U.S. Pat. No. 6,896,796 describes a membrane process for the removal of sulfur species from a naphtha feed, in particular, FCC light cat naphtha. The process involves contacting a naphtha feed stream with a membrane having sufficient flux and selectivity to separate a sulfur deficient retentate fraction from a sulfur enriched permeate fraction, preferably, under pervaporation conditions. Sulfur deficient retentate fractions are useful directly into the gasoline pool. Sulfur-enriched permeate fractions are rich in sulfur containing aromatic and nonaromatic hydrocarbons and are further treated with conventional sulfur removal technologies, e.g. hydrotreating, to reduce sulfur content. The process of the invention provides high quality naphtha products having reduced sulfur content and a high content of olefin compounds.
 In published patent application US2002 0111524, a process is disclosed for the separation of sulfur compounds from a hydrocarbon mixture using a membrane. Preferred hydrocarbon mixtures are oil refining fractions such as light cracked naphtha. Membranes are composed of either ionic or non-ionic materials and preferentially permeate sulfur compounds over other hydrocarbo. A single or multi-stage membrane system separates the hydrocarbon mixture into a sulfur-rich fraction and a sulfur-lean fraction. The sulfur-lean fraction may be used in fuel mixtures and the sulfur-rich fraction may be further treated for sulfur reduction.
 U.S. Pat. No. 5,643,442 describes a process for distillate or hydrotreated distillate effluents, where an aromatics-rich permeate and an aromatics lean retentate are separated by use of a permselective membrane. The aromatic rich permeate is sent to a hydrotreater for further processing, thereby increasing the quantity of reduced aromatics in the product.
 U.S. Pat. No. 5,114,689 describes a process utilizing a primary adsorption bed containing a regenerable, physical adsorbent and an auxiliary sorption bed containing a chemisorbent for the removal of sulfur compounds from a fluid stream, which process purports to provide higher yields, higher purity and lower operating costs.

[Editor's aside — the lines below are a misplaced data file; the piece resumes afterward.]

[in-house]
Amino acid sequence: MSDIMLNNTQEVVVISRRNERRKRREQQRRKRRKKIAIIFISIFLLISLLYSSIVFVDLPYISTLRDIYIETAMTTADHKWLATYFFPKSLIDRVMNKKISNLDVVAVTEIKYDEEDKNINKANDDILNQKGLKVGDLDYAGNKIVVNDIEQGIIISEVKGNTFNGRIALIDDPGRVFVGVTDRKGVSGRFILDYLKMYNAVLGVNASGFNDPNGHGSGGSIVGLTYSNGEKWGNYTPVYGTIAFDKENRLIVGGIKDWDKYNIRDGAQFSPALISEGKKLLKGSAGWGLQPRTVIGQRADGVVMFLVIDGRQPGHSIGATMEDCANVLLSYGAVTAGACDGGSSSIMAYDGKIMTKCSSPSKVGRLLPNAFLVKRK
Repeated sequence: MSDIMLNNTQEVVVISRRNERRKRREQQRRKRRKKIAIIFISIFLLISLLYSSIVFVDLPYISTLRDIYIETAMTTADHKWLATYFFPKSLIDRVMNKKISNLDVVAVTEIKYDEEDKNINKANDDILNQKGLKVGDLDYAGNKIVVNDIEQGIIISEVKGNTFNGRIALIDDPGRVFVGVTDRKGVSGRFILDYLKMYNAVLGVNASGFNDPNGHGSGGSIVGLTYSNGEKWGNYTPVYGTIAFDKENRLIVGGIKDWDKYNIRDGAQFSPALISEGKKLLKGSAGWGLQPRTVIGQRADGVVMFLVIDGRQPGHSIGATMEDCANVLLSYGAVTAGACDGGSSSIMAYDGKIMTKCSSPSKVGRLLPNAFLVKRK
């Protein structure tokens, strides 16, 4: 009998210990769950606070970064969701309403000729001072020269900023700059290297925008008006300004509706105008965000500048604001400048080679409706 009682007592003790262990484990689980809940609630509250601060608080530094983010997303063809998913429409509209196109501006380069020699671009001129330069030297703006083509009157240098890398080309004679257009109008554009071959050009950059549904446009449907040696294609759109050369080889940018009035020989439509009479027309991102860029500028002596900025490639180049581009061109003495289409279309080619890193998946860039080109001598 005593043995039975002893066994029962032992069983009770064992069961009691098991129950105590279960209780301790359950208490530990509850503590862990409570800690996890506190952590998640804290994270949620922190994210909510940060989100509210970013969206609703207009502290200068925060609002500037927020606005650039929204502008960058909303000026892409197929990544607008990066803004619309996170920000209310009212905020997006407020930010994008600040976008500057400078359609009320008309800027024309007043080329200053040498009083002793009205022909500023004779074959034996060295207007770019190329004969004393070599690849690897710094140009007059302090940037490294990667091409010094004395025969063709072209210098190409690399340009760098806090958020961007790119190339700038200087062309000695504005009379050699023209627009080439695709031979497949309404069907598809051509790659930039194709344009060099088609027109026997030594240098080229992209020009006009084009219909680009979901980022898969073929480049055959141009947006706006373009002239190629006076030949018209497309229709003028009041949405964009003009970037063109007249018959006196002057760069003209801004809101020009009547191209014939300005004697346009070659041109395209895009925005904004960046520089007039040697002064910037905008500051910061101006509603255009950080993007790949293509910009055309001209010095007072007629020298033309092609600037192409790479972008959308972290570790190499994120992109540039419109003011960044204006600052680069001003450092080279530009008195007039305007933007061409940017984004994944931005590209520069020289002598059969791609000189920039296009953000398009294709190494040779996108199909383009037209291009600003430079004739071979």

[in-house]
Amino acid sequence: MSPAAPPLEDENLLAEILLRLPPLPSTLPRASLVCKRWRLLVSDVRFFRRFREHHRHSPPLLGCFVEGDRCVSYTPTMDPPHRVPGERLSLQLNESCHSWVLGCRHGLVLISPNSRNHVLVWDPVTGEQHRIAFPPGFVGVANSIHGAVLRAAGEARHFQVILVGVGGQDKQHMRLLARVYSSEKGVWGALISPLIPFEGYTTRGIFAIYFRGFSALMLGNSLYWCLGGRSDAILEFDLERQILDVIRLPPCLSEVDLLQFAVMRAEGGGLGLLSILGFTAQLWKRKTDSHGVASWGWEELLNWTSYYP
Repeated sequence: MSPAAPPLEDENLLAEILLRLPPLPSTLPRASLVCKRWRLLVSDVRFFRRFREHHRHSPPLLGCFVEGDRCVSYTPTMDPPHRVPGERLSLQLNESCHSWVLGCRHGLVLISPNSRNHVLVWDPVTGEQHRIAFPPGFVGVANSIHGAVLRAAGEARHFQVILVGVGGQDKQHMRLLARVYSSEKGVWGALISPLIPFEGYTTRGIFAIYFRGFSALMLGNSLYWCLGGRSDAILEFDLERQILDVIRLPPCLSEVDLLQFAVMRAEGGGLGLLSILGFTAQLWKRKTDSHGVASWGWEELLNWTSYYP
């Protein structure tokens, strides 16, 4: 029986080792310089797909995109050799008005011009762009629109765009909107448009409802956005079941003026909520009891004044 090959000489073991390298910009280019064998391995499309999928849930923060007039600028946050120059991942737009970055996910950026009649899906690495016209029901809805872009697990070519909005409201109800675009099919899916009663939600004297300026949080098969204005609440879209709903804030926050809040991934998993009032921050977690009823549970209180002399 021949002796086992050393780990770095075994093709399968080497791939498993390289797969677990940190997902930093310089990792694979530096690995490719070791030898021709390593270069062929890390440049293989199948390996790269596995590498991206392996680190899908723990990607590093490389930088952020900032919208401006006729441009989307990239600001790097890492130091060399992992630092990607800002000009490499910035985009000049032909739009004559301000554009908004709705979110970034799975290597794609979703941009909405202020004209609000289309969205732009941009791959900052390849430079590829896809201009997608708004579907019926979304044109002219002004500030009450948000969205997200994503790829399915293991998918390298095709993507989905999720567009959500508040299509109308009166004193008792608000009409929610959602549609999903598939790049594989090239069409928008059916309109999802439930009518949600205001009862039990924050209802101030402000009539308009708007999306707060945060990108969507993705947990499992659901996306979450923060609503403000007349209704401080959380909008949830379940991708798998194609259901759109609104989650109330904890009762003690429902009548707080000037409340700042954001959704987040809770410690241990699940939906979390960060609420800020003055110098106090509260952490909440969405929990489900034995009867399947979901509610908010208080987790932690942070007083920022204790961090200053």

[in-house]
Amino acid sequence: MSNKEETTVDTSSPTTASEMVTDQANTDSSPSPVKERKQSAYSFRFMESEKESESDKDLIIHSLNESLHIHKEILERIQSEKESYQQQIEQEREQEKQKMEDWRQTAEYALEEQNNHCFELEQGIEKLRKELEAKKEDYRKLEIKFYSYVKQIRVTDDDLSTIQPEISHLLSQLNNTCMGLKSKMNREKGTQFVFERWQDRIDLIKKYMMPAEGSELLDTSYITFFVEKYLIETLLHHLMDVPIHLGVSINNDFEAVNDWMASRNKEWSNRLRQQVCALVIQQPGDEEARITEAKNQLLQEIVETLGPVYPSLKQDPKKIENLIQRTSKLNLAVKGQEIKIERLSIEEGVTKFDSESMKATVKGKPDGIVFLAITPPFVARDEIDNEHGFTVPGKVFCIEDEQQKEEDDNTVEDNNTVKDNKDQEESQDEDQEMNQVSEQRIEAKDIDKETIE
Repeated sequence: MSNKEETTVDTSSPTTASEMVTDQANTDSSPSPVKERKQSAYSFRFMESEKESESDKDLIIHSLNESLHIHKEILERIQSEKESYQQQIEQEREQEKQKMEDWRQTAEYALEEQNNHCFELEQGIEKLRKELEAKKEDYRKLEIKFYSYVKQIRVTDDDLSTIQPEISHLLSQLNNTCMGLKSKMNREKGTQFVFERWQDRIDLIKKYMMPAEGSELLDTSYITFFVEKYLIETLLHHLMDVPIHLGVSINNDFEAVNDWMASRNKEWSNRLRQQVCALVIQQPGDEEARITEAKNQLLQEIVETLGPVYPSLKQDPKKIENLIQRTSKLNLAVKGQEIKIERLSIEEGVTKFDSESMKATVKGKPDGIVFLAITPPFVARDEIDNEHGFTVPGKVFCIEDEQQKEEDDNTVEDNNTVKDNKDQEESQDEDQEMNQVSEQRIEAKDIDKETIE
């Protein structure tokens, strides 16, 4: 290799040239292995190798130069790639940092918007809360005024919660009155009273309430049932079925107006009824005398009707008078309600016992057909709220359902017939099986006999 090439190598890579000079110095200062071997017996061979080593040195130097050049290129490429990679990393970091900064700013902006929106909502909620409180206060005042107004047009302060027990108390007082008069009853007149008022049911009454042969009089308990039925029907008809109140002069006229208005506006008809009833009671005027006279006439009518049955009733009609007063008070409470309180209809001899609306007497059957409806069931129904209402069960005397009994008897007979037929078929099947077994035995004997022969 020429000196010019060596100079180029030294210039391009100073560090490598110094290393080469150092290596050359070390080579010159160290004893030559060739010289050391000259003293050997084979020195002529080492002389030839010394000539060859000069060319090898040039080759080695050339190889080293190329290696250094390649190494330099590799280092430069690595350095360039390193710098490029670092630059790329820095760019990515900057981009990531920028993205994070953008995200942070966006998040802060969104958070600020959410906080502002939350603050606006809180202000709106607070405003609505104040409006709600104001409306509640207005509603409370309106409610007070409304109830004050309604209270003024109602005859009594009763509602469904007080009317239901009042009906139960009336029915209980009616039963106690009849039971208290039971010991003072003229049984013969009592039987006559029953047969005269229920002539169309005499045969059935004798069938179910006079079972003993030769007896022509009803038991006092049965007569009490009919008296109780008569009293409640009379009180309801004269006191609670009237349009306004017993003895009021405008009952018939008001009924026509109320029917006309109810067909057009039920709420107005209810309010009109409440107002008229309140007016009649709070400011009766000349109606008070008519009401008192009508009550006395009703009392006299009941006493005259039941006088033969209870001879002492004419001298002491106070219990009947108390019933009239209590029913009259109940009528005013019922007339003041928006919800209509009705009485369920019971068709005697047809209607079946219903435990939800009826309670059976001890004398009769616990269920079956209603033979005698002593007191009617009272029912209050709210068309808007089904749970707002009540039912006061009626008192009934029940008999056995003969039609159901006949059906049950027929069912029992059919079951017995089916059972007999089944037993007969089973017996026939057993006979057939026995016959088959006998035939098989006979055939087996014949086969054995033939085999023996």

In published patent application US2002 0139719, methods for the separation of sulfur compounds from a liquid hydrocarbon mixture using a hydrophilic, non-ionic membrane are disclosed. The membrane can also be composed of water-soluble material. Preferred membranes include polyvinylpyrrolidone and cellulose triacetate membranes. The liquid hydrocarbon mixture can include a light cracked naphtha.
 In U.S. Pat. No. 6,187,987, permselective separation of aromatic hydrocarbons from non-aromatic hydrocarbons in a feed stream is accomplished using improved asymmetric membranes. The preferred membranes are fashioned from a polyimide and conditioned with lubricating oil. Feed streams containing a mixture of aromatic and non-aromatic hydrocarbons are contacted with the dense active layer side of the polyimide membrane under a pressure and temperature sufficient to selectively permeate the desired aromatic hydrocarbon.
 U.S. Pat. No. 6,024,880 discloses a method suitable for treating used oil to remove contaminants including ash and color contaminants in order to provide a purified oil product. The method utilizes a porous inorganic membrane module having a high pressure side and a low pressure side. The oil to be treated is introduced to the high pressure side of the membrane module to provide an oil permeate on the low pressure side and an ash rich concentrate on the high pressure side thereby separating ash in the oil from the oil permeate. Thereafter, the oil permeate is contacted with an adsorbent to remove color and odor to provide a purified oil product. The spent adsorbent can be regenerated and reused.
 In U.S. Pat. No. 5,082,987, a method and apparatus are described whereby a caustic-treated hydrocarbon feed mixture having a contaminating concentration of water and sulfur compounds is treated by separating the hydrocarbon feed into a first stream and a second stream. The first stream is contacted with an adsorbent material to produce a reactor feed stream having a significant reduction in the concentration of the contaminating water and sulfur compounds. The reactor feed stream is thereafter contacted in the presence of hydrogen under suitable isomerization conditions with an isomerization catalyst to produce an isomerate product.